Tamworth Kootingal Horse Riding Adventures, Tourist Attraction, trail rides, tours

About The Station

“Swamp Oak” Station first appeared in the 1839 list of pastoral licences. Later maps of the pastoral holdings show “Swamp Oak” station as being bound by the mountains forming the great divide on the north and east, by Dungowan Creek Station on the south and by Moonbi run on the west side. It then had an area of 202,800 acres.

“Swamp Oak” Station is located 27km east of Tamworth on the iconic Mulla Creek Road. Back in the 1850’s the Mulla Creek Road was the main highway between Brisbane and Sydney in the gold rush.

On “Swamp Oak” Station there were three registered mines, two have since been bulldozed in. The third mine however is still as they left it.

Local historians tell us that the mine was worked by a small Chinese family that lived close by the mine shaft. Unfortunately the dwelling burnt down but the four corner fence post still standing today mark the location of the dwelling.

By 1882, the railway from Tamworth to Armidale was well under construction. 2000 men and women were employed to complete the railway line that stretched from Sydney to Brisbane. The remains of one of the supply sheds is still on “Swamp Oak” station.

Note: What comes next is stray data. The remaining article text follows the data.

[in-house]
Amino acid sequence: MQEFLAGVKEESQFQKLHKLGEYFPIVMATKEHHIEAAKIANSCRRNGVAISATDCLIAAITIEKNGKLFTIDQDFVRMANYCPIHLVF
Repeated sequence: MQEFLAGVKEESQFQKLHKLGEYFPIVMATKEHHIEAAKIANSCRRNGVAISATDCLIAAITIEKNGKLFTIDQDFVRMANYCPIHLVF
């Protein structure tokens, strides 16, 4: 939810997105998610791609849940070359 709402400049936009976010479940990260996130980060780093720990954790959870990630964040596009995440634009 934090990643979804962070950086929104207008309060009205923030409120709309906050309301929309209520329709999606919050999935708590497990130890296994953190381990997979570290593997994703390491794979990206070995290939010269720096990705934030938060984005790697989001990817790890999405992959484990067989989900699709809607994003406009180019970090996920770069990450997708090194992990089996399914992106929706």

In later years “Swamp Oak” Station was sub divided. The holding is now 1,400 acres predominantly used as a beef cattle production. The property was purchased by Patricia Newman, an exceptional beef cattle producer.

The more primitive type of bush hut in the 1840's this type of hut was seen on the early squatting runs around the Mulla Creek region.

A train chugging up the Cockburn Valley to Limbri in 1886.

A traditional homestead built in the Mulla Creek region with vertical timber slabs and a shingled roof. Photograph was taken in the early years of the twentieth century.

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